Let me first preface this by saying that the content of this post is just an inference of my experiences as a software developer. I’m not trying to preach, insult or convince of anything anyone here. Take it as a just a point of view. Nothing else.
You’ve probably heard about the term “Continuous refactoring” or Opportunistic refactoring mixed in together with agile and scrum. With good reason actually, continuously refactoring the code-base goes hand in hand with the mantra of agile which states that programming cycle should constantly be in progress, iterative and improved on.
However, as with fire, it’s a pretty dangerous double-edged investment. If used cautiously it’s extremly useful and brings comfort. If not, it ends with deaths and psychological scars that never heal. Of course it would be easy to just end it with: “Be careful what you’re doing”, but that’s just ridiculous. That’s kinda an obvious statement to make, isn’t it?
So now that we know that continuous refactoring is dangerous and that we need to be careful, is there anything we can do to make it more fire resistant? In my experience it’s usually a good idea to go with it in two ways:
This one’s more risky of the two. It requires independent structuring in a team and refactoring as soon as you get the chance. Basically, devs would need to be on an intermediete to senior level. Since in almost every project you don’t have time for waste, reliance on their judgement and common sense is a must. You need to have people you can trust to go this way.
But this brings one major problem to the table, and that is Code consistency. If you’re going the constant refactoring route pretty quickly you can get in a hectic state where you won’t know what’s going on in the code. And that’s even with experienced devs i mentioned above. Because of that you will need to have strict rules in a project with as much externel tooling help as you can get. Some of those are:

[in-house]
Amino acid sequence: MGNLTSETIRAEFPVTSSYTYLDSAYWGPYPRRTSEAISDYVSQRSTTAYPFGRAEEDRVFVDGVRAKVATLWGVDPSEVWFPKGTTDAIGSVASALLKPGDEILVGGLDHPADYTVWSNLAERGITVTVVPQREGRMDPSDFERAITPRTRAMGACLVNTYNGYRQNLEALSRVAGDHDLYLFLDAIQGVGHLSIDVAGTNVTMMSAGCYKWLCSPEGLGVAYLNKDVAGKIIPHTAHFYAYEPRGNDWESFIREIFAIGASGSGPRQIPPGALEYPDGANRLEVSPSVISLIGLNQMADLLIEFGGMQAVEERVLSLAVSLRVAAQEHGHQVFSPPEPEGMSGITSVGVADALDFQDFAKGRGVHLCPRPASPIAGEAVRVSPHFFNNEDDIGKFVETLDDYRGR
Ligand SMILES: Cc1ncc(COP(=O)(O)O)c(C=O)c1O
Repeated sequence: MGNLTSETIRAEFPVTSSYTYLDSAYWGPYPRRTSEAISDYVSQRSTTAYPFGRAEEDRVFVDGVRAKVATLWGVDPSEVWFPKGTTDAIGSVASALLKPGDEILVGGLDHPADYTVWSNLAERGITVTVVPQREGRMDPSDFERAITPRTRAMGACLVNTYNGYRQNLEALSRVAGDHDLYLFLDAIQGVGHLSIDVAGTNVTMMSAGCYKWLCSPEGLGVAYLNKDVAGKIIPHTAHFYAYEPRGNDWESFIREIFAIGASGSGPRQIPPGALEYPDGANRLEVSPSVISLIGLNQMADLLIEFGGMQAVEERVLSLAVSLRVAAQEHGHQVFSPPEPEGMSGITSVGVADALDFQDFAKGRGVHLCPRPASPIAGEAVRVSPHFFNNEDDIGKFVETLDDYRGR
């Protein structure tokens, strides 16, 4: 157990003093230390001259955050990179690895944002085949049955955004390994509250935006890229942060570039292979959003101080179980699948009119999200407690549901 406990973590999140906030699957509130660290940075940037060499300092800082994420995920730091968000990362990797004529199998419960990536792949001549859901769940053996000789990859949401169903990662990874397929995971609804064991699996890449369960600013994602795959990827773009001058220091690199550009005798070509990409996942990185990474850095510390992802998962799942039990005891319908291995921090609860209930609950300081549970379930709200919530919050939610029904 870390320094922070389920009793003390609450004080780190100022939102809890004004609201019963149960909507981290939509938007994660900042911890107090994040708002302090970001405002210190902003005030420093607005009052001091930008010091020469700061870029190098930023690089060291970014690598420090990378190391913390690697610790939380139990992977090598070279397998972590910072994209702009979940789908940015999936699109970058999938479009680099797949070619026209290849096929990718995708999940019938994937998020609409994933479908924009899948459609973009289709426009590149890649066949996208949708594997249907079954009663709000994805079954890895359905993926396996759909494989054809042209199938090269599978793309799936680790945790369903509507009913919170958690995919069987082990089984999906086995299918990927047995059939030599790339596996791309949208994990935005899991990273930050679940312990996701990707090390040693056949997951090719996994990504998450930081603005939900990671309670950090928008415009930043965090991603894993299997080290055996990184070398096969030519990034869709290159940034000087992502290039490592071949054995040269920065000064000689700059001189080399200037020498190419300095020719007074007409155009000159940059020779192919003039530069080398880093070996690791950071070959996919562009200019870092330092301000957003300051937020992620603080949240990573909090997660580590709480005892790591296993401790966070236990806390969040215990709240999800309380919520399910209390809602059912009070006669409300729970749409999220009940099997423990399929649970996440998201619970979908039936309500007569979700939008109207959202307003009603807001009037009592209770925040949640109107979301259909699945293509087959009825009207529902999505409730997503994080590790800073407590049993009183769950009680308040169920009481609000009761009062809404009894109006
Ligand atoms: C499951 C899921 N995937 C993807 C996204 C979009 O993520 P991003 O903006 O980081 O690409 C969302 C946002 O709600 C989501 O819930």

Definitely safer, but slower route to take. Here you have a strict feature first orientation. It plays better with agile, but it requires a space, either between sprints or after a couple, to focus on refactoring and improvement. It usualy goes something like this:
The time needed for refactoring between sprints, in my experience, usually went between a couple of days or the size of a whole sprint. But never bigger. A day or two of the time used for refactoring is always taken for extensive testing and stabilizing of the product.
And here we touch the wildfire part. The fact remains that continuous refactoring is dangerous, it can lead to all kinds of undefined behaviour as it spreads which destroys the code and your hopes and dreams. Some of the problems include:
Not to mention the scale of refactoring. If you’re planning on changing the structure and/or patterns of the whole projects or its chunks you may just ditch everything and start all over again at that point.
In the end, i’d say continous refactoring pays off. You keep the codebase in accordance with the time. Never keep the problems under the rug since you’re constantly refactoring and improving. But stricter handling and closer taking care of the project is required.